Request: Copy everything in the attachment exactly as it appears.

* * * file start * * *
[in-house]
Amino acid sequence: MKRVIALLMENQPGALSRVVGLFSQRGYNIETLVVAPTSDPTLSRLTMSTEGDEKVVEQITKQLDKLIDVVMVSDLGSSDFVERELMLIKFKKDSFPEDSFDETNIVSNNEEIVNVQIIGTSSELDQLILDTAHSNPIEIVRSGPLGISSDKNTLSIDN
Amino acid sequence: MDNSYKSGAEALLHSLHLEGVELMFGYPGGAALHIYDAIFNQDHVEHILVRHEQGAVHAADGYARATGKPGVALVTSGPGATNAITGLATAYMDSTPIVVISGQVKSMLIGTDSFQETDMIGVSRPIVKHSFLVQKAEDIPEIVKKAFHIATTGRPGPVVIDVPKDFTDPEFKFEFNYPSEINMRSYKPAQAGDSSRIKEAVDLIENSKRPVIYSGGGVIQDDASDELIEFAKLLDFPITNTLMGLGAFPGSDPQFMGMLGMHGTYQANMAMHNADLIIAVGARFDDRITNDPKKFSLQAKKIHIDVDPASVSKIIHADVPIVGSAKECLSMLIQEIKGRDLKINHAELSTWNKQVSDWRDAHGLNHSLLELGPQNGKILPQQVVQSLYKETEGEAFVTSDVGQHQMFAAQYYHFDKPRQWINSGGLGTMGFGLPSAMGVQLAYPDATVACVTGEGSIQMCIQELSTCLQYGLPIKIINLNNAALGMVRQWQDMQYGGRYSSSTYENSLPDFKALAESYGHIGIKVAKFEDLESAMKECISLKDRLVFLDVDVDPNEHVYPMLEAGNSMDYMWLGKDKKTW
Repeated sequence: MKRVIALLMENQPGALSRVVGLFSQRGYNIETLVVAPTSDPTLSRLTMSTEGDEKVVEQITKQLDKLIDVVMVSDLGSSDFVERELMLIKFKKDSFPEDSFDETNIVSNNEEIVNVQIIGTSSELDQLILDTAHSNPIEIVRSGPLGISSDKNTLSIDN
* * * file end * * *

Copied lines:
[in-house]
Amino acid sequence: MKRVIALLMENQPGALSRVVGLFSQRGYNIETLVVAPTSDPTLSRLTMSTEGDEKVVEQITKQLDKLIDVVMVSDLGSSDFVERELMLIKFKKDSFPEDSFDETNIVSNNEEIVNVQIIGTSSELDQLILDTAHSNPIEIVRSGPLGISSDKNTLSIDN
Amino acid sequence: MDNSYKSGAEALLHSLHLEGVELMFGYPGGAALHIYDAIFNQDHVEHILVRHEQGAVHAADGYARATGKPGVALVTSGPGATNAITGLATAYMDSTPIVVISGQVKSMLIGTDSFQETDMIGVSRPIVKHSFLVQKAEDIPEIVKKAFHIATTGRPGPVVIDVPKDFTDPEFKFEFNYPSEINMRSYKPAQAGDSSRIKEAVDLIENSKRPVIYSGGGVIQDDASDELIEFAKLLDFPITNTLMGLGAFPGSDPQFMGMLGMHGTYQANMAMHNADLIIAVGARFDDRITNDPKKFSLQAKKIHIDVDPASVSKIIHADVPIVGSAKECLSMLIQEIKGRDLKINHAELSTWNKQVSDWRDAHGLNHSLLELGPQNGKILPQQVVQSLYKETEGEAFVTSDVGQHQMFAAQYYHFDKPRQWINSGGLGTMGFGLPSAMGVQLAYPDATVACVTGEGSIQMCIQELSTCLQYGLPIKIINLNNAALGMVRQWQDMQYGGRYSSSTYENSLPDFKALAESYGHIGIKVAKFEDLESAMKECISLKDRLVFLDVDVDPNEHVYPMLEAGNSMDYMWLGKDKKTW
Repeated sequence: MKRVIALLMENQPGALSRVVGLFSQRGYNIETLVVAPTSDPTLSRLTMSTEGDEKVVEQITKQLDKLIDVVMVSDLGSSDFVERELMLIKFKKDSFPEDSFDETNIVSNNEEIVNVQIIGTSSELDQLILDTAHSNPIEIVRSGPLGISSDKNTLSIDN